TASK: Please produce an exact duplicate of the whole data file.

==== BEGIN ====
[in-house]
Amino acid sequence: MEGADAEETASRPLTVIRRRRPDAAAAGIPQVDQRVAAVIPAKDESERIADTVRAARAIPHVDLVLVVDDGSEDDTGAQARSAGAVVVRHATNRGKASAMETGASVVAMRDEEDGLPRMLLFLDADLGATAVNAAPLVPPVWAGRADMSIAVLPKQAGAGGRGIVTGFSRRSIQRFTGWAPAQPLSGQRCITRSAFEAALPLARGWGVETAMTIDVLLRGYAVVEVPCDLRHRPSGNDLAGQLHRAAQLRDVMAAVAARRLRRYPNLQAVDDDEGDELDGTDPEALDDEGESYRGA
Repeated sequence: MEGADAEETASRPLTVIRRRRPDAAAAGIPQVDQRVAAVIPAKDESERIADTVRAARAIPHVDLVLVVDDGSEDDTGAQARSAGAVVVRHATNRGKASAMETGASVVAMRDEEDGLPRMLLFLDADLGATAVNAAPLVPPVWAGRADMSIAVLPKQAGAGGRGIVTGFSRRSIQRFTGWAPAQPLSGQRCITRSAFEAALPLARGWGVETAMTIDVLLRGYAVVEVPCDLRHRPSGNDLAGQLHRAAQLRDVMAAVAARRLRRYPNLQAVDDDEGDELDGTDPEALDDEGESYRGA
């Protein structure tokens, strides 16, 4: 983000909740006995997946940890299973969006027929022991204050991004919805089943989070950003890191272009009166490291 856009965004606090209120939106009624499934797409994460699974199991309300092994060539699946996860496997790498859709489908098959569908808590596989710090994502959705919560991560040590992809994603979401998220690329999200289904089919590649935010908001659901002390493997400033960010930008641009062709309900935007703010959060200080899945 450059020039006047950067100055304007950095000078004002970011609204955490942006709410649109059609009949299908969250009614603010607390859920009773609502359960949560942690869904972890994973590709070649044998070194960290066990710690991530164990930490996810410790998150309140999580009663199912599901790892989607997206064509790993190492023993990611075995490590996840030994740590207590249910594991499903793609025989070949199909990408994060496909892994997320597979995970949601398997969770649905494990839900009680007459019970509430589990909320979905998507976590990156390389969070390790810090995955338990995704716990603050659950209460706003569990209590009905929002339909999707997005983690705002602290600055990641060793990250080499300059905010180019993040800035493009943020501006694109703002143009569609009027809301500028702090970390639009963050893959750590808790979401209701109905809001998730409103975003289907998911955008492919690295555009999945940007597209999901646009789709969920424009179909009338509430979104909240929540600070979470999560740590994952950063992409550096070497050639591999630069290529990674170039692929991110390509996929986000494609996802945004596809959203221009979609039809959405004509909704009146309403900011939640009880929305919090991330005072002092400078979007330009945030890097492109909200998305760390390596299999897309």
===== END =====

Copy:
[in-house]
Amino acid sequence: MEGADAEETASRPLTVIRRRRPDAAAAGIPQVDQRVAAVIPAKDESERIADTVRAARAIPHVDLVLVVDDGSEDDTGAQARSAGAVVVRHATNRGKASAMETGASVVAMRDEEDGLPRMLLFLDADLGATAVNAAPLVPPVWAGRADMSIAVLPKQAGAGGRGIVTGFSRRSIQRFTGWAPAQPLSGQRCITRSAFEAALPLARGWGVETAMTIDVLLRGYAVVEVPCDLRHRPSGNDLAGQLHRAAQLRDVMAAVAARRLRRYPNLQAVDDDEGDELDGTDPEALDDEGESYRGA
Repeated sequence: MEGADAEETASRPLTVIRRRRPDAAAAGIPQVDQRVAAVIPAKDESERIADTVRAARAIPHVDLVLVVDDGSEDDTGAQARSAGAVVVRHATNRGKASAMETGASVVAMRDEEDGLPRMLLFLDADLGATAVNAAPLVPPVWAGRADMSIAVLPKQAGAGGRGIVTGFSRRSIQRFTGWAPAQPLSGQRCITRSAFEAALPLARGWGVETAMTIDVLLRGYAVVEVPCDLRHRPSGNDLAGQLHRAAQLRDVMAAVAARRLRRYPNLQAVDDDEGDELDGTDPEALDDEGESYRGA
């Protein structure tokens, strides 16, 4: 983000909740006995997946940890299973969006027929022991204050991004919805089943989070950003890191272009009166490291 856009965004606090209120939106009624499934797409994460699974199991309300092994060539699946996860496997790498859709489908098959569908808590596989710090994502959705919560991560040590992809994603979401998220690329999200289904089919590649935010908001659901002390493997400033960010930008641009062709309900935007703010959060200080899945 450059020039006047950067100055304007950095000078004002970011609204955490942006709410649109059609009949299908969250009614603010607390859920009773609502359960949560942690869904972890994973590709070649044998070194960290066990710690991530164990930490996810410790998150309140999580009663199912599901790892989607997206064509790993190492023993990611075995490590996840030994740590207590249910594991499903793609025989070949199909990408994060496909892994997320597979995970949601398997969770649905494990839900009680007459019970509430589990909320979905998507976590990156390389969070390790810090995955338990995704716990603050659950209460706003569990209590009905929002339909999707997005983690705002602290600055990641060793990250080499300059905010180019993040800035493009943020501006694109703002143009569609009027809301500028702090970390639009963050893959750590808790979401209701109905809001998730409103975003289907998911955008492919690295555009999945940007597209999901646009789709969920424009179909009338509430979104909240929540600070979470999560740590994952950063992409550096070497050639591999630069290529990674170039692929991110390509996929986000494609996802945004596809959203221009979609039809959405004509909704009146309403900011939640009880929305919090991330005072002092400078979007330009945030890097492109909200998305760390390596299999897309």